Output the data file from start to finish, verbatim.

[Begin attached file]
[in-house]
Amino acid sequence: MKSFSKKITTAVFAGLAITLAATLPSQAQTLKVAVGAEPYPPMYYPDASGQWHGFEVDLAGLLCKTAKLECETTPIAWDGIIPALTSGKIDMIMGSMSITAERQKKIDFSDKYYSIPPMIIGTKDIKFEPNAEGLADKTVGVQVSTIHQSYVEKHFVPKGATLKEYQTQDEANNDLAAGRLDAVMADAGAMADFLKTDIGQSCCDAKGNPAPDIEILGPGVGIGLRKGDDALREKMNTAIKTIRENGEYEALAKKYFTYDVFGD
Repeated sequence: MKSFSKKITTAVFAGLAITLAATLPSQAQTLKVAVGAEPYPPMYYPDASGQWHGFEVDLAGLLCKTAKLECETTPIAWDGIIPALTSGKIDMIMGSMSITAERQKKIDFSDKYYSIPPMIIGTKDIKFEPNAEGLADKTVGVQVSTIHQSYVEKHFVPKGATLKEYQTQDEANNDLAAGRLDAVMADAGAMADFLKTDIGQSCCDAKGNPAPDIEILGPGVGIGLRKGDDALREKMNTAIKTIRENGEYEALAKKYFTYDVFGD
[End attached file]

[in-house]
Amino acid sequence: MKSFSKKITTAVFAGLAITLAATLPSQAQTLKVAVGAEPYPPMYYPDASGQWHGFEVDLAGLLCKTAKLECETTPIAWDGIIPALTSGKIDMIMGSMSITAERQKKIDFSDKYYSIPPMIIGTKDIKFEPNAEGLADKTVGVQVSTIHQSYVEKHFVPKGATLKEYQTQDEANNDLAAGRLDAVMADAGAMADFLKTDIGQSCCDAKGNPAPDIEILGPGVGIGLRKGDDALREKMNTAIKTIRENGEYEALAKKYFTYDVFGD
Repeated sequence: MKSFSKKITTAVFAGLAITLAATLPSQAQTLKVAVGAEPYPPMYYPDASGQWHGFEVDLAGLLCKTAKLECETTPIAWDGIIPALTSGKIDMIMGSMSITAERQKKIDFSDKYYSIPPMIIGTKDIKFEPNAEGLADKTVGVQVSTIHQSYVEKHFVPKGATLKEYQTQDEANNDLAAGRLDAVMADAGAMADFLKTDIGQSCCDAKGNPAPDIEILGPGVGIGLRKGDDALREKMNTAIKTIRENGEYEALAKKYFTYDVFGD